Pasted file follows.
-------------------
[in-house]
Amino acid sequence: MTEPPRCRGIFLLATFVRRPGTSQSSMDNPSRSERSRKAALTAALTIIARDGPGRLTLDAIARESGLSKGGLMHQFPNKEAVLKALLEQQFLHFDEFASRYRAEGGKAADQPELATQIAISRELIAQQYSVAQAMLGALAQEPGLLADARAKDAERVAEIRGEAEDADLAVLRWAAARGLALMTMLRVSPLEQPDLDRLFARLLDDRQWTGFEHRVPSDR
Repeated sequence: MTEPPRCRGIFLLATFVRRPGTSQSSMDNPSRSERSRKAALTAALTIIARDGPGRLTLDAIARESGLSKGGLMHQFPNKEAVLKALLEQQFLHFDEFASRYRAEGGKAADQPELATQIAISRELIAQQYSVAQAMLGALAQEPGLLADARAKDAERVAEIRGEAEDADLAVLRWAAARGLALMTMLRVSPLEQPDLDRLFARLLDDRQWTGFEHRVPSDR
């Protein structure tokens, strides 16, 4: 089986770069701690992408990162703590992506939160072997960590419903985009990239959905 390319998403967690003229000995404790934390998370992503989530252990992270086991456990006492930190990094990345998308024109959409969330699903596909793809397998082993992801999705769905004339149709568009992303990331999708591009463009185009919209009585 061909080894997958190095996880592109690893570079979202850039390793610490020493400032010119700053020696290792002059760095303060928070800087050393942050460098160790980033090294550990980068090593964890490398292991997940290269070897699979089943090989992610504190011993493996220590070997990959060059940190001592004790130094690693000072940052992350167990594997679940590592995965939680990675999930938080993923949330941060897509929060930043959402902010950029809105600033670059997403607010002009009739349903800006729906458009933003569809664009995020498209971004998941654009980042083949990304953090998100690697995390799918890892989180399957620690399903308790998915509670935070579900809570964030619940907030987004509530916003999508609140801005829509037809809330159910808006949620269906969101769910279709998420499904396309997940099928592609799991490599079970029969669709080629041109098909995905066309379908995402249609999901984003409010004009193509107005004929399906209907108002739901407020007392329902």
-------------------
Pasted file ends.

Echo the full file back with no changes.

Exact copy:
[in-house]
Amino acid sequence: MTEPPRCRGIFLLATFVRRPGTSQSSMDNPSRSERSRKAALTAALTIIARDGPGRLTLDAIARESGLSKGGLMHQFPNKEAVLKALLEQQFLHFDEFASRYRAEGGKAADQPELATQIAISRELIAQQYSVAQAMLGALAQEPGLLADARAKDAERVAEIRGEAEDADLAVLRWAAARGLALMTMLRVSPLEQPDLDRLFARLLDDRQWTGFEHRVPSDR
Repeated sequence: MTEPPRCRGIFLLATFVRRPGTSQSSMDNPSRSERSRKAALTAALTIIARDGPGRLTLDAIARESGLSKGGLMHQFPNKEAVLKALLEQQFLHFDEFASRYRAEGGKAADQPELATQIAISRELIAQQYSVAQAMLGALAQEPGLLADARAKDAERVAEIRGEAEDADLAVLRWAAARGLALMTMLRVSPLEQPDLDRLFARLLDDRQWTGFEHRVPSDR
């Protein structure tokens, strides 16, 4: 089986770069701690992408990162703590992506939160072997960590419903985009990239959905 390319998403967690003229000995404790934390998370992503989530252990992270086991456990006492930190990094990345998308024109959409969330699903596909793809397998082993992801999705769905004339149709568009992303990331999708591009463009185009919209009585 061909080894997958190095996880592109690893570079979202850039390793610490020493400032010119700053020696290792002059760095303060928070800087050393942050460098160790980033090294550990980068090593964890490398292991997940290269070897699979089943090989992610504190011993493996220590070997990959060059940190001592004790130094690693000072940052992350167990594997679940590592995965939680990675999930938080993923949330941060897509929060930043959402902010950029809105600033670059997403607010002009009739349903800006729906458009933003569809664009995020498209971004998941654009980042083949990304953090998100690697995390799918890892989180399957620690399903308790998915509670935070579900809570964030619940907030987004509530916003999508609140801005829509037809809330159910808006949620269906969101769910279709998420499904396309997940099928592609799991490599079970029969669709080629041109098909995905066309379908995402249609999901984003409010004009193509107005004929399906209907108002739901407020007392329902």